Conflict Management and Conflict Resolution—When to Use Each One in Your Relationship

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Although they might sound like the same thing, conflict management and conflict resolution are in fact two different approaches to tackling conflicts in a relationship.

Conflict management is an ongoing process that addresses persistent issues that crop up repeatedly in the relationship; whereas, conflict resolution addresses the issue and provides closure once and for all, says Clarissa Silva, a behavioral scientist, relationship coach, and creator of ‘Your Happiness Hypothesis Method.’

Conflict Management

Conflict management is the ongoing process of addressing and handling chronic issues in a relationship. It aims to minimize the negative impact of the conflict and maintain a functional relationship.

Chronic issues are problems that get revisited time and time again, says Silva. She explains that these situations are persistent and require management to maintain the peace and keep them from disrupting the relationship.

Conflict management is useful for chronic situations that cannot be solved. Contrary to what we might think about conflict and its ability to be resolved, about 70% of couples’ conflicts are unsolvable, says Silva.

If, for example, you and your partner have very different tastes in movies and that is a source of repeated conflict in your relationship, a simple conflict management solution would be to compromise and take turns picking the movie. This doesn’t necessarily solve the issue of having different tastes in movies, but it helps manage the conflict that can arise as a result.

Conflict Resolution

Conflict resolution, on the other hand, specifically focuses on finding a final solution for a solvable conflict. It aims to address the root causes of the issue, find a mutually satisfactory solution to the problem, eliminate conflict, and restore harmony in the relationship.

For example, if you and your partner share a joint account and your partner makes an expensive luxury purchase from it without telling you, you may feel angry and frustrated in response to this conflict. The process of conflict resolution may involve sharing your feelings about what happened with your partner, explaining what you need, and requesting you consult with each other before making any purchases over a certain dollar amount from your joint account, make big personal purchases from an individual account, or another solution that feels acceptable for both of you. You and your partner can work together to reach conflict resolution by collaborating and coming to an agreement on how to handle big purchases from your joint account moving forward.

Can You Truly ‘Agree to Disagree’ in a Relationship? 

Agreeing to disagree involves accepting that you and your partner have different views on something, and choosing to respect those differences without trying to change each other’s mind.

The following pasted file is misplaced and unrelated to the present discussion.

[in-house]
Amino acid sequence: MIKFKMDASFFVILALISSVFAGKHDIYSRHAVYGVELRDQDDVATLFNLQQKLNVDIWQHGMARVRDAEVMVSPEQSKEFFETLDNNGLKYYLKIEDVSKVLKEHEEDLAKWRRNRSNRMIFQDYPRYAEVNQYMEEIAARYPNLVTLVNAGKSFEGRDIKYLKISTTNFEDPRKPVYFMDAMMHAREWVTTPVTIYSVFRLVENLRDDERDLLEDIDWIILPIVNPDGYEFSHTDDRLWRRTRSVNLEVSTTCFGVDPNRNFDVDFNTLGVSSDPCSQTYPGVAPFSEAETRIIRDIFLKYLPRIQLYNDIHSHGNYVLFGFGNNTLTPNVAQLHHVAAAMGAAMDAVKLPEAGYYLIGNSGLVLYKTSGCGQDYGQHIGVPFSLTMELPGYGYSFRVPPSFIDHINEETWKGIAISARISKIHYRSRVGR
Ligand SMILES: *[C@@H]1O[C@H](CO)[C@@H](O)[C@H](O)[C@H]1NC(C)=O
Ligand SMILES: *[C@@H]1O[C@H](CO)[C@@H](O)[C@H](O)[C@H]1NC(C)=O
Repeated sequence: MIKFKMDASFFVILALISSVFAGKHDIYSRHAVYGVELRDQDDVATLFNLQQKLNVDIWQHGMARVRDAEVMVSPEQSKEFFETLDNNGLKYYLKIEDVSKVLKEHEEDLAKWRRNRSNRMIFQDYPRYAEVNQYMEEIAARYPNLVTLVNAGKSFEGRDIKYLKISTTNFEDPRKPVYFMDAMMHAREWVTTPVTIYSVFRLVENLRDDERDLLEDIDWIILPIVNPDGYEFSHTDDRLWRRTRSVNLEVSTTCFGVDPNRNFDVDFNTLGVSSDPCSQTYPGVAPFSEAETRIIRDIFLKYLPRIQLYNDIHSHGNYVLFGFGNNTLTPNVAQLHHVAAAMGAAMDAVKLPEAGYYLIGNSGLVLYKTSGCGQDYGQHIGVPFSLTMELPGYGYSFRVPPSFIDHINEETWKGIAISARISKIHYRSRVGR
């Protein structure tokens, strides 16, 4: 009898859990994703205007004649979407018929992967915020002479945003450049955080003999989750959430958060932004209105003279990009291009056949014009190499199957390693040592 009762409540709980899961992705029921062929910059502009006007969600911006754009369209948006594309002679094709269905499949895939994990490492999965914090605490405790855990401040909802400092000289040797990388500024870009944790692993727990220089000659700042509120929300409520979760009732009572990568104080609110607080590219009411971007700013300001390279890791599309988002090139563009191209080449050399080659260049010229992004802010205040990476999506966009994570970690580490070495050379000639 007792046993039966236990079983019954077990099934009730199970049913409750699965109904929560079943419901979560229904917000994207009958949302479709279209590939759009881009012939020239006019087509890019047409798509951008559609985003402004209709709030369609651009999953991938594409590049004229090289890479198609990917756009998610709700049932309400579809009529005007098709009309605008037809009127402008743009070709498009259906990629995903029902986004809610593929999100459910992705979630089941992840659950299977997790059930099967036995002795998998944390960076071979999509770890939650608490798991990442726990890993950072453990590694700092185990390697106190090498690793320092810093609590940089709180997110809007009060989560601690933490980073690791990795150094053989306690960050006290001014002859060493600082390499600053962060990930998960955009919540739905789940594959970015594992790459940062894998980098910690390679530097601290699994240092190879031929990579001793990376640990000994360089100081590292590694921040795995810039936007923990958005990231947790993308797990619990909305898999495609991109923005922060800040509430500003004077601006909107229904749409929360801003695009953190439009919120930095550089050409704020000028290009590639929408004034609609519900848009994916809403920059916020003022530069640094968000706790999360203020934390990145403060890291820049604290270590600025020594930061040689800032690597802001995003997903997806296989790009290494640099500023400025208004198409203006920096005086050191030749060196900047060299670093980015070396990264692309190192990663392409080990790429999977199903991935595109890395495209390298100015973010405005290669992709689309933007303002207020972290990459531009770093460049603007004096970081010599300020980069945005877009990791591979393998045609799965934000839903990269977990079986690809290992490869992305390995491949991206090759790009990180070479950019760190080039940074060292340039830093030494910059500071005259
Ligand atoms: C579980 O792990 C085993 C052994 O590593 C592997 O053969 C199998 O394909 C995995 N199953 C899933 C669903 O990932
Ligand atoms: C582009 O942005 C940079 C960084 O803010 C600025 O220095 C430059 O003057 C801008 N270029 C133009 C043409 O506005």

This strategy can help minimize discontent in the relationship, says Silva. Rather than forcing someone to see things from your point of view, which can lead to conflict and resentment, agreeing to disagree respects their individuality, and their right to their own opinion.

The key to successfully agreeing to disagree is to actively listen to each other, understand where the other person is coming from, and empathize with their position, even if it’s not the same as yours.

How to Address Relationship Conflict 

Silva shares some strategies that can help you address relationship conflict.

Recognize Triggers

When either person is triggered, explore what triggered them. These are educational indicators, so taking the opportunity to learn about the “why” can help you avoid them in the future. 

Create a Plan to Address the Conflict

You want to ask one another “What actionable steps can we take to address the problem causing these emotional reactions?”

Deciding to agree to disagree can be part of your plan of action to create happiness and minimize discontent.

Evaluate Your Needs

These are some factors to think about as you work on finding solutions:

  • How do you want to be loved?
  • How does that differ from how your partner wants to be loved?
  • How do you and your partner express love?
  • Are your definitions of love modeled from anywhere (such as caregivers, books, movies, etc.)?
  • How do you both cultivate and honor that for one another?

Understand Conflict Rituals

Everyone reacts to conflict differently. The way you and your partner process conflict is a conflict ritual.

Define what your conflict rituals are. For instance, do you have to be left alone to think and process on your own first? Do you need to have it resolved before going to bed or can it wait until you are both ready and regulated? Do you prefer to talk it out with loved ones or keep it between the two of you?

Don’t Ignore the Issue

Don’t let issues go unaddressed, or they fester and get worse. 

As far as possible, try to discuss and decide on a mutually beneficial outcome as soon as the issue occurs. If it’s not possible to address it immediately, decide on a time when you can discuss it in the near future.

If you and your partner are experiencing frequent relationship conflicts that you’re unable to resolve or manage, it may be helpful to seek therapy. Couples therapy can help you discuss your issues, improve your communication skills, and address conflict.

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